Superstar: As Seen on T.V. – Kurt Busiek

Superstar - As Seen on TV This presents the unusual concept of a superhero whose power level is linked to his popularity. A dramatic idea and a sly dig at our culture of media celebrity.

It is a great proposition and well executed but doesn’t quite hit the highs you want it too. It ticks all the boxes but there isn’t the crackle of magic as our hero whines about how tough it is to be popular. The plot unfolds like a 60’s Batman episode with ridiculous villains and giant monsters. Whilst the main Shakespeare quoting robot villain is interesting the trite “freedom” speech the hero delivers after the smackdown is a little sickly. Unless it is all an allegory about the erosion of freedom in Western civilisation but you aren’t sure Busiek is that deep.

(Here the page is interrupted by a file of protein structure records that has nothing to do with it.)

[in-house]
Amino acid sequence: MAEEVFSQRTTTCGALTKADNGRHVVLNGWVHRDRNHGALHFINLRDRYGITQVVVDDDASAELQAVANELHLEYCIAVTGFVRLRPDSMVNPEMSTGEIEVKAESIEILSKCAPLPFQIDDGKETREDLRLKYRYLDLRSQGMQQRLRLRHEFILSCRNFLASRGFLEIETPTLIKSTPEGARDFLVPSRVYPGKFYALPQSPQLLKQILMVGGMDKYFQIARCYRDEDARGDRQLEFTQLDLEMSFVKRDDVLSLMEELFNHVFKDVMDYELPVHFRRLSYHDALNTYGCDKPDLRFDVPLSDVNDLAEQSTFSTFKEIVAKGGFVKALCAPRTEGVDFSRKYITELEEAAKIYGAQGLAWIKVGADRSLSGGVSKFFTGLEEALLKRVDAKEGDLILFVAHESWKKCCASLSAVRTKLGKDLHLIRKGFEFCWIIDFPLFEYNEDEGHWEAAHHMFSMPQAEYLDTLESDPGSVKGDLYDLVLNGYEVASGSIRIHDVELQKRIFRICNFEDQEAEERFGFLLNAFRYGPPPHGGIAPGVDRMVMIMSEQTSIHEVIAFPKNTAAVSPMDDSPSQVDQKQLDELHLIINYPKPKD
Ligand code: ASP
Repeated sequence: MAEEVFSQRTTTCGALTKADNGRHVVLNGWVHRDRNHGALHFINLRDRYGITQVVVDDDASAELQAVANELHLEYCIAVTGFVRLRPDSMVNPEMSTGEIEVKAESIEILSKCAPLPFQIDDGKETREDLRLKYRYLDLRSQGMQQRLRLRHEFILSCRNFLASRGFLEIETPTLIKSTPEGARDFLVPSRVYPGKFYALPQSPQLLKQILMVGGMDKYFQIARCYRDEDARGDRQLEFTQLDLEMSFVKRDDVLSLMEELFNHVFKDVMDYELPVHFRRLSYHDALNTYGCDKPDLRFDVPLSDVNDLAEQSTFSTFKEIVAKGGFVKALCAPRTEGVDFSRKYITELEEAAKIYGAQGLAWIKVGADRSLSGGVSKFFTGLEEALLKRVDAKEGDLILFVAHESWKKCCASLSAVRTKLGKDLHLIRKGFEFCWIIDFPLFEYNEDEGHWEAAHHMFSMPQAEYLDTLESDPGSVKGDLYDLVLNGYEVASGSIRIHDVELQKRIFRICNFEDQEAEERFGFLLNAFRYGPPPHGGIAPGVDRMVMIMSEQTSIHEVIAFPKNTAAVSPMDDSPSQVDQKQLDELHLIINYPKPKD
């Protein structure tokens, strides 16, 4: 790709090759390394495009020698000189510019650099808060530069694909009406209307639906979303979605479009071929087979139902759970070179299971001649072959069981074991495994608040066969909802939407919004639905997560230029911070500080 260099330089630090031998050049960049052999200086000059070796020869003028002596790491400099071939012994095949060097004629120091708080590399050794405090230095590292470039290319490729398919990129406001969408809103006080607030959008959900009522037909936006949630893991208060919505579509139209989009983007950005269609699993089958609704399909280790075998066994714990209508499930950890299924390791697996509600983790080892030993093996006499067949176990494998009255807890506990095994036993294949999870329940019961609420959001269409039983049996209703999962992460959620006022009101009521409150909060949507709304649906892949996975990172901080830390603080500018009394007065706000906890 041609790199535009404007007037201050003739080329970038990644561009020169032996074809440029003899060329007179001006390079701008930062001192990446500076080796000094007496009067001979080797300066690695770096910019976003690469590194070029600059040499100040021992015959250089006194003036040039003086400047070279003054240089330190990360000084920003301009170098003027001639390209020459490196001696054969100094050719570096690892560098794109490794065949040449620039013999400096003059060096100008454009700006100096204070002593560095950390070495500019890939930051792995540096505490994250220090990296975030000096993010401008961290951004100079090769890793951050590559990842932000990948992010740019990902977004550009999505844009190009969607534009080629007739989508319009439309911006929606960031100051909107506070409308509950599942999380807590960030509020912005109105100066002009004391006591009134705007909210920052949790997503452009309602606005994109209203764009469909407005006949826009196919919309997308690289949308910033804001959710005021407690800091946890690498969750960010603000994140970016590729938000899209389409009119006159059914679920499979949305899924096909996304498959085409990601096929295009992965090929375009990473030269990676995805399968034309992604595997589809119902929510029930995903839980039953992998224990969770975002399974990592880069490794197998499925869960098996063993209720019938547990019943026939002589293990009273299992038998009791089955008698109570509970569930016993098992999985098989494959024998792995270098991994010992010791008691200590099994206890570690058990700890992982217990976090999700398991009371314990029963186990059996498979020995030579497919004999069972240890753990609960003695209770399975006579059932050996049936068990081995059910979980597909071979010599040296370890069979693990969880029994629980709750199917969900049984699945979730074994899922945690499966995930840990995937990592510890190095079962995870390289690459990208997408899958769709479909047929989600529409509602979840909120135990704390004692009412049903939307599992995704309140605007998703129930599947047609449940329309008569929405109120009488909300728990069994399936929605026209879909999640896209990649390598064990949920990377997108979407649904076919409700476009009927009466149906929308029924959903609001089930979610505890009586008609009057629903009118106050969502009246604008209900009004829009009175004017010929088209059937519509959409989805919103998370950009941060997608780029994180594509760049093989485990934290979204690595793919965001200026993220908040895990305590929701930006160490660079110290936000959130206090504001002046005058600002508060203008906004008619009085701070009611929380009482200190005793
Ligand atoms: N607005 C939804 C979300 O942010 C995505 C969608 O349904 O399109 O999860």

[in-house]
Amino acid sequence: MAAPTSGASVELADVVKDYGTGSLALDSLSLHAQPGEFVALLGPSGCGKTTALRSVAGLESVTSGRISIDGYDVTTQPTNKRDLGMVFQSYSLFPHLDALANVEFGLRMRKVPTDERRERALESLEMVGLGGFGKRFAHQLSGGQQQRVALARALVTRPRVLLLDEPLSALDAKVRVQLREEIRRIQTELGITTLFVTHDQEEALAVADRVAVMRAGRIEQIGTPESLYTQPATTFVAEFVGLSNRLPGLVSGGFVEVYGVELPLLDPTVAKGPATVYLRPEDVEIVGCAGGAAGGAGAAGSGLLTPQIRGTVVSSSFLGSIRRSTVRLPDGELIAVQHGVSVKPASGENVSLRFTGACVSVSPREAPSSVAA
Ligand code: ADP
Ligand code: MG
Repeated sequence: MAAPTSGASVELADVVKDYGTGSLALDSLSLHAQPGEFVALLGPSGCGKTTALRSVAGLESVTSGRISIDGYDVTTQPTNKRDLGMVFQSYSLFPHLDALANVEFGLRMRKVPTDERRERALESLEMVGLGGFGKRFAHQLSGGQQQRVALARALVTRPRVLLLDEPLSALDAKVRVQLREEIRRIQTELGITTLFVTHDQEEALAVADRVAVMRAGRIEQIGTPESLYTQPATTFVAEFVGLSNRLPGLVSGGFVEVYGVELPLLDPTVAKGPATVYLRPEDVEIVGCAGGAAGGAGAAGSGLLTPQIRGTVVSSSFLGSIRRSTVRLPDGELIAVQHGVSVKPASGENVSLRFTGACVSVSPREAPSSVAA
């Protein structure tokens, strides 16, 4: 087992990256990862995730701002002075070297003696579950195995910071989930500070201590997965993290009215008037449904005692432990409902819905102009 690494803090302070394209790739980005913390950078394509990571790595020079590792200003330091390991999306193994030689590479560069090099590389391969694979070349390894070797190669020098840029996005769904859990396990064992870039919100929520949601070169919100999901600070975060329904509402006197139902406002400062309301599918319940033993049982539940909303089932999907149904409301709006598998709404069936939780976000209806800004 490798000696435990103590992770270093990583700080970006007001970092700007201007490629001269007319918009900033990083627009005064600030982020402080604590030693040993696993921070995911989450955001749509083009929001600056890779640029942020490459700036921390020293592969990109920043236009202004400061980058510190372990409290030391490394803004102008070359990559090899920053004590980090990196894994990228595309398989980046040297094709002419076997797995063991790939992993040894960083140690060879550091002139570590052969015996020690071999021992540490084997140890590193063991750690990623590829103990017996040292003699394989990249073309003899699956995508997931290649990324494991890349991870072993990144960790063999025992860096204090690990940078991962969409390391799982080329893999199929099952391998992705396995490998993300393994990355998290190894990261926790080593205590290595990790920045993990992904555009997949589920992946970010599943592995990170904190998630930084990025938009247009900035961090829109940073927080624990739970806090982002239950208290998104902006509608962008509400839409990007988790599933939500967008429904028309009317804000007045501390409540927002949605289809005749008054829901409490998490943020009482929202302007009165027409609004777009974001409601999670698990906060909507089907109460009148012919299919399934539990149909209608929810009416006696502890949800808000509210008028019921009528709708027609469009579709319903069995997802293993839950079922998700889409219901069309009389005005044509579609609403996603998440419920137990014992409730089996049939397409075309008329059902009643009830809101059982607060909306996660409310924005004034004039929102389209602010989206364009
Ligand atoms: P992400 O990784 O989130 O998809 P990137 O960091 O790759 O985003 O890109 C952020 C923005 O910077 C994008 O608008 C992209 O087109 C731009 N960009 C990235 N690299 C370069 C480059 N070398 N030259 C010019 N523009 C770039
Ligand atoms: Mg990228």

The art and colours are lovely. A classic spandex rainbow that epitomises the genre with plenty of dynamic layouts and oversized lettering. There is a lot of history on the page and it combines old school and modern techniques very well.

This is a hardback book but the story is very short. There is a mini-story that introduces the world and character, like you would find free online or as a trailer in another book. There is also a massive sketchbook and history of the project with Busiek recounting the years of difficulties in development. There are also some interesting “pilot” pages allowing you to see how things changed.

Nothing wrong with it but a shame more wasn’t done with the idea. You can see why it never took off. Thumbs Up!

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